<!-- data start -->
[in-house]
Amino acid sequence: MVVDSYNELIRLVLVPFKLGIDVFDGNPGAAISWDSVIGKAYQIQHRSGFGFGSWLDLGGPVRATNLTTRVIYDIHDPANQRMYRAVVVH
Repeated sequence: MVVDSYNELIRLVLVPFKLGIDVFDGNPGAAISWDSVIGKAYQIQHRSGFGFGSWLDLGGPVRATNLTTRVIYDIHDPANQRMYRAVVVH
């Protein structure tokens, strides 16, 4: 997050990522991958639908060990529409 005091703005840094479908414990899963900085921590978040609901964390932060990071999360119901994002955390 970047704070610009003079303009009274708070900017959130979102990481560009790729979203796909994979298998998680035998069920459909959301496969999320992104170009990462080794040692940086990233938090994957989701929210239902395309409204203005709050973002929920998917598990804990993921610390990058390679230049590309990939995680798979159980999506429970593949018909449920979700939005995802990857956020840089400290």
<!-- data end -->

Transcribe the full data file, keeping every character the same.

[in-house]
Amino acid sequence: MVVDSYNELIRLVLVPFKLGIDVFDGNPGAAISWDSVIGKAYQIQHRSGFGFGSWLDLGGPVRATNLTTRVIYDIHDPANQRMYRAVVVH
Repeated sequence: MVVDSYNELIRLVLVPFKLGIDVFDGNPGAAISWDSVIGKAYQIQHRSGFGFGSWLDLGGPVRATNLTTRVIYDIHDPANQRMYRAVVVH
């Protein structure tokens, strides 16, 4: 997050990522991958639908060990529409 005091703005840094479908414990899963900085921590978040609901964390932060990071999360119901994002955390 970047704070610009003079303009009274708070900017959130979102990481560009790729979203796909994979298998998680035998069920459909959301496969999320992104170009990462080794040692940086990233938090994957989701929210239902395309409204203005709050973002929920998917598990804990993921610390990058390679230049590309990939995680798979159980999506429970593949018909449920979700939005995802990857956020840089400290």